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Windows Error Reporting: Is crash data a security vulnerability?

Crash data from Windows Error Reporting can potentially help attackers conduct targeted attacks. Is the data a security vulnerability?

Amid the revelation that attackers can use Windows crash data reports to conduct targeted attacks, does it make sense to implement a mitigation via Group Policy?

Many software vendors include in their applications the ability to collect and receive crash data if or when their program stops working. In the early days of the Windows operating system, a program crash often resulted in the "blue screen of death," but nowadays most applications handle such situations much more effectively, often advising the user that a problem has occurred and that the application will be restarted.

In an effort to eradicate the same problem from future versions of the program, some applications give users the option of sending crash data details to the vendor. The information captured at the time of the crash, along with information about the operating environment, can be used by technical support personnel to diagnose the program error. Microsoft's Windows Error Reporting, or WER, uses an application debugger called Dr. Watson, a default feature in the operating system that is used by approximately 80% of all networked PCs.

Alarmingly, many applications -- including those from Microsoft according to Websense Security Labs -- transmit this data in cleartext without encrypting what can be quite sensitive information, such as the make and model of the machine, BIOS version, ID and installed applications. This data potentially could be used by hackers to discover new zero-day exploits and profile targeted machines to find exploitable vulnerabilities.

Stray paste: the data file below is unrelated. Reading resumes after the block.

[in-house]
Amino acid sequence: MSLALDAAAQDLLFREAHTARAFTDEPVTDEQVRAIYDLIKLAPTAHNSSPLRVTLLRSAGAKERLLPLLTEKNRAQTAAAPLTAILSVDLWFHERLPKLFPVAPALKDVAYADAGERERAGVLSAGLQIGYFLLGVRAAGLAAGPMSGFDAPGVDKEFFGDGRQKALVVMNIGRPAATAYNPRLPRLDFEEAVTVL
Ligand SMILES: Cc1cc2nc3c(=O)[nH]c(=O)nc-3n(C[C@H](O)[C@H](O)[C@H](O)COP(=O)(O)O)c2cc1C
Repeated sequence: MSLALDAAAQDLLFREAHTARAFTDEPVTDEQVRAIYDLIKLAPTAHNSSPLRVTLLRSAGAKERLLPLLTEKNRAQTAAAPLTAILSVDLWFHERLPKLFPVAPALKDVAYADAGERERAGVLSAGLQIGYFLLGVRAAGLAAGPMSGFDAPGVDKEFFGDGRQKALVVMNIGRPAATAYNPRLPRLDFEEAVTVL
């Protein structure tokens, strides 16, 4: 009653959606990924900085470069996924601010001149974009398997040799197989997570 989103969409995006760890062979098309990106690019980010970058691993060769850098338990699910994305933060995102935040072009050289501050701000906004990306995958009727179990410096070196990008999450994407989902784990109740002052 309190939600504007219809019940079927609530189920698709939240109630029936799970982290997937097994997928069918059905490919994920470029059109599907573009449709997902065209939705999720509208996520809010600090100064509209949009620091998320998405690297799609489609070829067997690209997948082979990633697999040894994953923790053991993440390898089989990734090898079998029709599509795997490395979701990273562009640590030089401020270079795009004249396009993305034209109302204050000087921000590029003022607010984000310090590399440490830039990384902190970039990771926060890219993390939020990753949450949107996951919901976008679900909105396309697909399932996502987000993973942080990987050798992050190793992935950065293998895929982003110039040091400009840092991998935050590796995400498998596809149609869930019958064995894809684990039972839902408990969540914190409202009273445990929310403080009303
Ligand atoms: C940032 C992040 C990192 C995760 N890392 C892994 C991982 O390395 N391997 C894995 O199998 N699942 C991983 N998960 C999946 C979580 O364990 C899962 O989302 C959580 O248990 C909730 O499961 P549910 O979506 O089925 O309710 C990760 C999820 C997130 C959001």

To make use of this information, an attacker would first have to obtain it -- but how?

According to a report by German publication Der Spiegel, an elite team of NSA hackers called the Tailored Access Operations unit may be using the NSA's XKeyscore spy tool to grab Windows crash data from the Internet traffic it captures. Undoubtedly, malicious hackers will follow suit.

While crash reports play an important role in helping vendors improve the stability and security of their products, they should never put users' systems at risk. Enterprises should, in my opinion, turn off automatic crash reporting via Group Policy. While it may help a vendor fix or improve its software, it is basically a free form of application testing. Not encrypting crash data -- often referred to as application telemetry -- is a poor and dangerous practice, as it risks leaking sensitive information to various third parties, including Internet service providers and application developers. Even if the data is encrypted prior to transmission, it consumes precious bandwidth and slows the application's restart. Also, there is no knowing how the data will be secured and handled once it has been transmitted to the vendor. Sure, sharing information to improve the Internet and the applications we use is important, but not if it threatens a network and its users' overall security.

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This was last published in June 2014

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